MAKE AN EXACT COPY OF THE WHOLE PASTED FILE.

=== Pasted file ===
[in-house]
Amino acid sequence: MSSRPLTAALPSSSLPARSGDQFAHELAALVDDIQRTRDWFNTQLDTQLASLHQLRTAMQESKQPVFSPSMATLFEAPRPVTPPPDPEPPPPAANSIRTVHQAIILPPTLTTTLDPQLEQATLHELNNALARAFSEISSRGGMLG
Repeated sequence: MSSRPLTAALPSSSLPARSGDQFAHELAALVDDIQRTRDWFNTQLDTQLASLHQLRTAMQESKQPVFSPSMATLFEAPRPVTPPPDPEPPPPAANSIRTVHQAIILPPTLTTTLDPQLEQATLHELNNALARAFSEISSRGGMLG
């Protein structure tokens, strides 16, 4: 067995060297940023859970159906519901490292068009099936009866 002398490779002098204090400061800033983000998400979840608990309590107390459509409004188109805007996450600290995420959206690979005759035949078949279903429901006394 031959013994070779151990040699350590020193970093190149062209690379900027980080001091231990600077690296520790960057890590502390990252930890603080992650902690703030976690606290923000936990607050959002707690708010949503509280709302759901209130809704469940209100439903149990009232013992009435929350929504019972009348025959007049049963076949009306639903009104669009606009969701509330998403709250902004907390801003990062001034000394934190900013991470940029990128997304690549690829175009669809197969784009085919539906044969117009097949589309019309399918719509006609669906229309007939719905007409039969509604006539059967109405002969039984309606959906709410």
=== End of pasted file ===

[in-house]
Amino acid sequence: MSSRPLTAALPSSSLPARSGDQFAHELAALVDDIQRTRDWFNTQLDTQLASLHQLRTAMQESKQPVFSPSMATLFEAPRPVTPPPDPEPPPPAANSIRTVHQAIILPPTLTTTLDPQLEQATLHELNNALARAFSEISSRGGMLG
Repeated sequence: MSSRPLTAALPSSSLPARSGDQFAHELAALVDDIQRTRDWFNTQLDTQLASLHQLRTAMQESKQPVFSPSMATLFEAPRPVTPPPDPEPPPPAANSIRTVHQAIILPPTLTTTLDPQLEQATLHELNNALARAFSEISSRGGMLG
């Protein structure tokens, strides 16, 4: 067995060297940023859970159906519901490292068009099936009866 002398490779002098204090400061800033983000998400979840608990309590107390459509409004188109805007996450600290995420959206690979005759035949078949279903429901006394 031959013994070779151990040699350590020193970093190149062209690379900027980080001091231990600077690296520790960057890590502390990252930890603080992650902690703030976690606290923000936990607050959002707690708010949503509280709302759901209130809704469940209100439903149990009232013992009435929350929504019972009348025959007049049963076949009306639903009104669009606009969701509330998403709250902004907390801003990062001034000394934190900013991470940029990128997304690549690829175009669809197969784009085919539906044969117009097949589309019309399918719509006609669906229309007939719905007409039969509604006539059967109405002969039984309606959906709410």